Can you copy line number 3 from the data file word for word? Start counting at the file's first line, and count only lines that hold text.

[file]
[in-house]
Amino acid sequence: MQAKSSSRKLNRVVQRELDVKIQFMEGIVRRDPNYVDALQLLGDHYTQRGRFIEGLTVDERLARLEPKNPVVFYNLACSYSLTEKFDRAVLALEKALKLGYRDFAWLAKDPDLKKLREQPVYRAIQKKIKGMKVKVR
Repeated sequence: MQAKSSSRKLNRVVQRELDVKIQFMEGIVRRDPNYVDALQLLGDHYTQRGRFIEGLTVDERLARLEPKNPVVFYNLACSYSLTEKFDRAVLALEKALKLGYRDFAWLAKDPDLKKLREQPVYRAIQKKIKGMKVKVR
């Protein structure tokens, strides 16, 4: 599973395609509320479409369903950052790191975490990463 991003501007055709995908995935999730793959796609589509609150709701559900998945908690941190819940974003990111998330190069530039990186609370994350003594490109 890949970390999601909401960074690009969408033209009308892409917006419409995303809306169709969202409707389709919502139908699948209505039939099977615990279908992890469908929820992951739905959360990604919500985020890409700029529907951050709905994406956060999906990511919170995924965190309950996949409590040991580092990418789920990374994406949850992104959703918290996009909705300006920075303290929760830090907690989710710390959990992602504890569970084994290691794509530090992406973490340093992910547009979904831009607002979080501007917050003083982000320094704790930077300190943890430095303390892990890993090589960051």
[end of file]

Repeated sequence: MQAKSSSRKLNRVVQRELDVKIQFMEGIVRRDPNYVDALQLLGDHYTQRGRFIEGLTVDERLARLEPKNPVVFYNLACSYSLTEKFDRAVLALEKALKLGYRDFAWLAKDPDLKKLREQPVYRAIQKKIKGMKVKVR